Breakfast from Shrinidhi Sagar, as always. Idly-Vada with sambar and coconut chutney, Kesaribath and tea. No coffee. Sigh! I am a coffee person. Enjoyed breakfast. Wished I could have another vada but I was really full. While mum & dad caught up with old friends from the colony, I decided to sit in the car and read for a while. I ended up watching a few kids play. It looked like fun. A new game. Never played that before. One boy from the group throws a ball up in the air and the guy who is "out" runs to where it drops off. The other guys run as far away from the ball as they can but have to turn into statues the moment the 'out' guy finds the ball and yells "STOP!". Then he picks one guy from the group (I'm guessing the guy closest to him), who remains a statue and the rest of the group crowds around the guy who was picked. The 'out' guy throws the ball in the direction of the group and whoever the ball hits is now "OUT". The ex-out guy throws the ball up in the air, the new 'out' guy runs after it and the rest run away from it... and it continues in a never-ending game.

Nothing like the lagori of our days but well, kids these days are lot delicate, I guess. As long as they didn't break the glass of my car, I was happy. After a few minutes of watching some of the kids crowding around my car and the 'out' guy trying to fling the ball at them, I decided that the stress wasn't worth it and dragged my parents back home. I just had to get my car out of there. I had work to get done, at home.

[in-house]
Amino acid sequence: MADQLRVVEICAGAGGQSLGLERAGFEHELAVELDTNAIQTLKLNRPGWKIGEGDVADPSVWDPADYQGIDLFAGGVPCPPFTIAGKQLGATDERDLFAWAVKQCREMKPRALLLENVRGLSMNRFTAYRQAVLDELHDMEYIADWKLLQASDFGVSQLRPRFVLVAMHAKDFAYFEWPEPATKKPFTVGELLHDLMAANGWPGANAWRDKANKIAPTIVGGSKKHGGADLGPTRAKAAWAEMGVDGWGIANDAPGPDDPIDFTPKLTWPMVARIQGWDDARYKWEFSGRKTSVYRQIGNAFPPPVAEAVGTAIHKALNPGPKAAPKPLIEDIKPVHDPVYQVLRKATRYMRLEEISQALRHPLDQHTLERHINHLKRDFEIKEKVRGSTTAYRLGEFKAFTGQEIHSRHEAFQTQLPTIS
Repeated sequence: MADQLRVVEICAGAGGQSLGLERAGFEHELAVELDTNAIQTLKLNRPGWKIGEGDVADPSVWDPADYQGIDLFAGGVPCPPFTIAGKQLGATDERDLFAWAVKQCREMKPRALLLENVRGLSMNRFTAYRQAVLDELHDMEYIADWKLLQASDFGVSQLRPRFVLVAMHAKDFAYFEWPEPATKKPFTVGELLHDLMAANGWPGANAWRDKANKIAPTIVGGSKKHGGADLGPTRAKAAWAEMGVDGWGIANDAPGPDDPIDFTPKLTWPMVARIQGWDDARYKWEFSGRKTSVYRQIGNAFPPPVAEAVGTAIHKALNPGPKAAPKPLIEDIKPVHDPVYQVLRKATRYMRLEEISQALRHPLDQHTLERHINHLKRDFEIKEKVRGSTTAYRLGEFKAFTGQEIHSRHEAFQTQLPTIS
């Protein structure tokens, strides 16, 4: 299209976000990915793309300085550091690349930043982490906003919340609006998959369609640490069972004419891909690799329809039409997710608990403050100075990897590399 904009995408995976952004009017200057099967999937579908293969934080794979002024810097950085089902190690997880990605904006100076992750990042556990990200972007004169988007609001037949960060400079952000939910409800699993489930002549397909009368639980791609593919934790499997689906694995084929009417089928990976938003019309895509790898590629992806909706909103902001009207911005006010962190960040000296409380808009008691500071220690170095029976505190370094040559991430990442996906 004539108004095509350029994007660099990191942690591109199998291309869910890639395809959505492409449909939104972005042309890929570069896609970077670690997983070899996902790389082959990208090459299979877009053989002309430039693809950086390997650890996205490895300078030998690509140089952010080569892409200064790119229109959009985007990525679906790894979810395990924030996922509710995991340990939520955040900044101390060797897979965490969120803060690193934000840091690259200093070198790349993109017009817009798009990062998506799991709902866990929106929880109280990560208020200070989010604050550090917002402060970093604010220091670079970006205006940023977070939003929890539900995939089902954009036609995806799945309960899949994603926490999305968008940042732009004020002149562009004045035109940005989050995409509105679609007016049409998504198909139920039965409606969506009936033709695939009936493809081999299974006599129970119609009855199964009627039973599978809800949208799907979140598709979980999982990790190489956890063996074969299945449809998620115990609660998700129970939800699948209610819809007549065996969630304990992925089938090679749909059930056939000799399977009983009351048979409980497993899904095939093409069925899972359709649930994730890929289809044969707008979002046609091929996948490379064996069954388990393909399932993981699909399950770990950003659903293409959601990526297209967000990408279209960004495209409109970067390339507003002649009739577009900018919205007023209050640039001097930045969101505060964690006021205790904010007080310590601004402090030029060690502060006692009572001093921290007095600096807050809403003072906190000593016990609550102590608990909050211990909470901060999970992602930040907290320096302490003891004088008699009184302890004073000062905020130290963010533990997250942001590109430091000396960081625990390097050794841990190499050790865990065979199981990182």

It's afternoon now, I'd better go wish dad while it's still his birthday. It always seems to get buried in the bigger celebrations of the bigger events of Republic Day. Poor dad. The husband's got a chocolate cake, which might have been cut and eaten at midnight if dad hadn't slept by then, if bro did not have to run a marathon this morning and the husband himself didn't have a long ride planned. Cake still waits. Yummm, the thought of chocolate cake in the refrigerator is making me hungry...


  1. May I have some cake please?

  2. 2 Questions:
    - don't you stand at attention for the National Anthem/ Vande Mataram? Or was this the speech time u took the pic?
    - what's lagori?

  3. Answers:
    - This was taken during the speech. Also, we don't need to stand at attention for Vande Mataram
    - Lagori. It's a game where there is a tower of small flat stones (7 or 9, not sure) - one on top of the other), hit it with a ball from a pre-determined distance and run. The other team has to fetch the ball & chase you while you or one of your team members try to arrange the stones back in order. If they hit someone from your team with the ball, you lose. If you manage to build the tower before they get to you, you score a point.